## Final Exam

Final exam is take-home, just like the other exams. It is due Tuesday December 19 by 4:30 when the Statistics Department office (Ford 313) closes.

The test is this web page.

The instructor (Geyer) will answer e-mail about the exam and put any answers of general interest here and on the exam page. I will also be in my office a lot during the exam. Just drop in with questions or phone before you come if you want to be sure I will be there.

It was noted that some old exam solutions were not readable. Now they all are

- Spring 2006
- Fall 2003
- Fall 2002
- Fall 2001 (questions are on a separate page)

All are password protected, the usual user name and password works.

## Midterm Exam

As announced, take home, due Wednesday, November 22, 2006. The due date has been extended to Wednesday, because they would probably not be graded until the following Monday anyway.

The test is this web page. To stand out from spam, put 5601 in the subject line. Students can also ask Prof. Chatterjee for clarifications.

Anyone wanting to hand in their exam early should hand it to Prof. Chatterjee or to one of the office staff (in Ford 313). Do not put it in anyone's mailbox or under anyone's door.

### Queries

### Query 1 about Question 2

Someone asked about why `ltsreg`

doesn't give the same
answers when run multiple times, even on the given data (never mind
on random bootstrap data). Yes, that's what it does.
The on-line
help is clear as mud, but, as mentioned in class, exact minimization
of the objective function is very hard so generally random search algorithms
are used.

If you want
an exact

answer, you can add the argument `nsamp = "exact"`

to the `ltsreg`

function, but then it will take forever —
I have no idea how long, I tried it, took a long shower, it was still running,
so I killed it. Please don't experiment with this
on `rweb.stat.umn.edu`

. If you're running R at home you can try
what you like.

If you want
a better but non-exact answer, you can add the
argument `nsamp = 1e3`

or some other number,
the higher the number the better the answer (I think).

However, anyone who ignores all this and just uses the default
behavior of `ltsreg`

(no `nsamp`

argument)
won't be marked off for that. Don't mess with this unless you are
(1) curious and (2) have the time.

(Added a bit later) if I use `nsamp = 1e3`

the bootstrap
with `nboot <- 250`

takes 15 seconds
on `rweb.stat.umn.edu`

.
If I use `nsamp = 5e3`

and `nboot <- 250`

, it takes 58 seconds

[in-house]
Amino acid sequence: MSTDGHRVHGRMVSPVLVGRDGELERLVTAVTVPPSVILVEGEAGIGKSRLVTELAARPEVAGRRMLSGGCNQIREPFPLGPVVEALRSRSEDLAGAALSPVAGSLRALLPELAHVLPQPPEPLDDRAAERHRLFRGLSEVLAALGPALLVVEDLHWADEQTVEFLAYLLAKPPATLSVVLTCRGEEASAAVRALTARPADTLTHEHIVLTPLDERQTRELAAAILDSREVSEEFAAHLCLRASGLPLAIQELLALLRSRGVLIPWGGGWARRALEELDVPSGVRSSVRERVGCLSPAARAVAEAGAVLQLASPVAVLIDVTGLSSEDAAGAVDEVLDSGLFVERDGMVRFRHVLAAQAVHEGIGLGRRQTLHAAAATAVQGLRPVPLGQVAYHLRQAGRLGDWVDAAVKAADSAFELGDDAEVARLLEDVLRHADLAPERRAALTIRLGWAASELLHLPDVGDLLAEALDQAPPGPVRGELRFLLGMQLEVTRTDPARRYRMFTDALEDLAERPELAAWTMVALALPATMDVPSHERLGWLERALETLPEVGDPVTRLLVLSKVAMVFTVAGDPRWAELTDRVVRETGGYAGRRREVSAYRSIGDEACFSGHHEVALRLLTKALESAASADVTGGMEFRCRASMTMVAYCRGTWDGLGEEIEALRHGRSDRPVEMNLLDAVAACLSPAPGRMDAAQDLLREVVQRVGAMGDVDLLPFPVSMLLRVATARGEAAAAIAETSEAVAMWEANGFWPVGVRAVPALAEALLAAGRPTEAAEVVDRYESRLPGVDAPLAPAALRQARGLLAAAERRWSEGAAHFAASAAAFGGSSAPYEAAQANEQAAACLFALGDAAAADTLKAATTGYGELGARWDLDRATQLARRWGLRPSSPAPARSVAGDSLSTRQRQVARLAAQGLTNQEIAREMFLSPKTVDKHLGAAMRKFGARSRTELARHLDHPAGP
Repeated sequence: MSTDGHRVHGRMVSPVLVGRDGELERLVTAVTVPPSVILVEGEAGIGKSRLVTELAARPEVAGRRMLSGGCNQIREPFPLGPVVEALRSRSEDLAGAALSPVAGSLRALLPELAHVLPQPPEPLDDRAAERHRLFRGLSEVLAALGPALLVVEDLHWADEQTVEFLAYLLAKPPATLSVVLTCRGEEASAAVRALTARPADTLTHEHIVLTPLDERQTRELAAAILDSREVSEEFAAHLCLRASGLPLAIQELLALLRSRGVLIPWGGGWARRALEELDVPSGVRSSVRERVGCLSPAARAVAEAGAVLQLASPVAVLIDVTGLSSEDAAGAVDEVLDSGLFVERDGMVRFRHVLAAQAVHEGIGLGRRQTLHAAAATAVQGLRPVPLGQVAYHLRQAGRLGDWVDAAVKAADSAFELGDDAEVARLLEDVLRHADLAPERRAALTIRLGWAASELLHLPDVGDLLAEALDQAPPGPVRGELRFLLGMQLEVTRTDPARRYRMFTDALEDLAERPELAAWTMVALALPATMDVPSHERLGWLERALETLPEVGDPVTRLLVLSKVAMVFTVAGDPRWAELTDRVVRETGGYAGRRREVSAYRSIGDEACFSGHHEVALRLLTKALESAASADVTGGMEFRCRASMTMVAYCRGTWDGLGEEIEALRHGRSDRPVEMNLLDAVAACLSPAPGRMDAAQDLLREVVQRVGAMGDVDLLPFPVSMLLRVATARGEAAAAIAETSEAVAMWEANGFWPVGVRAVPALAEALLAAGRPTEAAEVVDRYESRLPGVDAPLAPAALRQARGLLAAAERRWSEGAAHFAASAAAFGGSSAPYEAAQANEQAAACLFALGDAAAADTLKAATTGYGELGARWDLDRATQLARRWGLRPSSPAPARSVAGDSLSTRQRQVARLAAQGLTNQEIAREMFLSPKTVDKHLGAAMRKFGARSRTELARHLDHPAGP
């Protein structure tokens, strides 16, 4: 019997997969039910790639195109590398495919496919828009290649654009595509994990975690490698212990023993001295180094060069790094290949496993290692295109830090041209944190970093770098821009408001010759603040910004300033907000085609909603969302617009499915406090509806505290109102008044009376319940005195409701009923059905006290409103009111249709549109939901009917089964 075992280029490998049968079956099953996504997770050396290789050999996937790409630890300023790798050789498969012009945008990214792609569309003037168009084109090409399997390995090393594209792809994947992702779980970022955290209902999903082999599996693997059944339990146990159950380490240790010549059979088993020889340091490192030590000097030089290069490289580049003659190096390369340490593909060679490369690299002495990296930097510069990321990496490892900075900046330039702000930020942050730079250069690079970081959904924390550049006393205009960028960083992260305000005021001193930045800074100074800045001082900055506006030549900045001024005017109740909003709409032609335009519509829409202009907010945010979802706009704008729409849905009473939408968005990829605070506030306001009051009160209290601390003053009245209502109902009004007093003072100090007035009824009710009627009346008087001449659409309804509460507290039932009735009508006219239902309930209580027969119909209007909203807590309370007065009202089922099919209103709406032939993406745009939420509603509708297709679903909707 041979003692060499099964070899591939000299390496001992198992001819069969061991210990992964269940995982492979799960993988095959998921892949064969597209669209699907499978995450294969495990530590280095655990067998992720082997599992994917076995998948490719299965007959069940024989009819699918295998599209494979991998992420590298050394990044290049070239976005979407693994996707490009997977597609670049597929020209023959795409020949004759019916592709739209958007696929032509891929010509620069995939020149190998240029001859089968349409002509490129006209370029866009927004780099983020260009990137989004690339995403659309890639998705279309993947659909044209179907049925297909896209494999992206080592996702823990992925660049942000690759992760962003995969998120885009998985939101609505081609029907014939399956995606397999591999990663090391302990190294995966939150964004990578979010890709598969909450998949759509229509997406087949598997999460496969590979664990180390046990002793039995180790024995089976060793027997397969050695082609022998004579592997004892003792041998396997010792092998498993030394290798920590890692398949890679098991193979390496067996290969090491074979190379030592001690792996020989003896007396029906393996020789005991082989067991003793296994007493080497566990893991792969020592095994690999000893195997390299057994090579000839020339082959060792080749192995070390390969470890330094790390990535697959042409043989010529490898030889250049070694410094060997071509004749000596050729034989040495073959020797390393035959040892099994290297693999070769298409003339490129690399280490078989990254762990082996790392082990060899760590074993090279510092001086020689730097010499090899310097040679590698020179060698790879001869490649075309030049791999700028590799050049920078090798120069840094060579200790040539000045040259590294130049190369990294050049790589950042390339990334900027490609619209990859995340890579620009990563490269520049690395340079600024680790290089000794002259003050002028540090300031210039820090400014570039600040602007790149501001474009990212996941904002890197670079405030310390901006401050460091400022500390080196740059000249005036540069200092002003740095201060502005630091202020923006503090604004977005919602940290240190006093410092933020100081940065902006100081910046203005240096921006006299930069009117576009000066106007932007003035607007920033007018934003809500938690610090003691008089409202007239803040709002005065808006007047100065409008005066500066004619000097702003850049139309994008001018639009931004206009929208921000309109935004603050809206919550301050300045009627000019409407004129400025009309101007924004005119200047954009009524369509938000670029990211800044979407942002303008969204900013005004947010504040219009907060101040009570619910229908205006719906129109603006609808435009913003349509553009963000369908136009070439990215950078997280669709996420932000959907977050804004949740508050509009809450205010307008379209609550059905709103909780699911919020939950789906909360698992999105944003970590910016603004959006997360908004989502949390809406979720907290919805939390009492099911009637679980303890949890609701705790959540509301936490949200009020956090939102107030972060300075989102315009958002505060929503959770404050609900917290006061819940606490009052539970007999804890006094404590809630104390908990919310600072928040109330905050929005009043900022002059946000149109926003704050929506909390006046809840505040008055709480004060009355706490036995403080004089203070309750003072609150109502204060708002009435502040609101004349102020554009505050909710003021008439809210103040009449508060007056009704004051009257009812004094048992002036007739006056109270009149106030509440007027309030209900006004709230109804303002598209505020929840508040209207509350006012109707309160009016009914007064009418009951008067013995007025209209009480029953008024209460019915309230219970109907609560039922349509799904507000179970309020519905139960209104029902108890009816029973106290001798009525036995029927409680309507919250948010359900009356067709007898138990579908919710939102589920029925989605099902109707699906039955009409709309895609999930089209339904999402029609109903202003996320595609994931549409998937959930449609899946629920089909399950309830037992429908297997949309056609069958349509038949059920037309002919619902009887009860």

on `rweb.stat.umn.edu`

.
That's more than enough time for one job during a test.
Anyone who wants to experiment with higher `nsamp`

values,
do it on your own computer, or, at least, after the test.

## Announcements

New! The last homework (number 7) has been graded and is in a box on the floor outside the instructor's office (Ford 356) if you want to pick it up.

Homework 7 solutions posted.

Two new handouts on theory page. One on subsampling bootstrap, one on smoothing.

New! Homework 5 solutions posted (in the usual place with the usual user name and password).

New!
What is LTS regression?
The on-line
help for the R `ltsreg`

function says that
LQS regression minimizes a specified quantile of the squared residuals,
LMS regression minimizes the median (0.5 quantile) of the squared residuals,
and LTS regression minimizes the sum of the quantile smallest

squared
residuals, the default being `floor(n/2) + floor((p+1)/2)`

, which
is roughly 1 / 2 when `n`

(number of cases) is much larger
than `p`

(number of regression coefficients). Thus LTS regression
minimizes the sum of the squares of the smallest half of the residuals.
The on-line
help for the R `ltsreg`

function says that LTS regression is more
efficient than LQS (and its special case LMS), having different rates of
convergence,
`n`^{1 ⁄ 2} for LTS but
`n`^{1 ⁄ 3} for LQS and LMS.

New!
Homework 5, Problem 1 had additional wording
added to make it clear that this estimate

refers
to `mean(LakeHuron)`

.

New! Homework 5 now posted.

Tentative schedule to second midterm.

What | When |
---|---|

4th hw | Fri Nov 03 |

5th hw | Mon Nov 13 |

2nd exam | Fri–Mon Nov 17–20 |

Thanksgiving Holiday | Th–Fri Nov 23–24 |

Info about installing and using R for those who wish to have R on their own computers.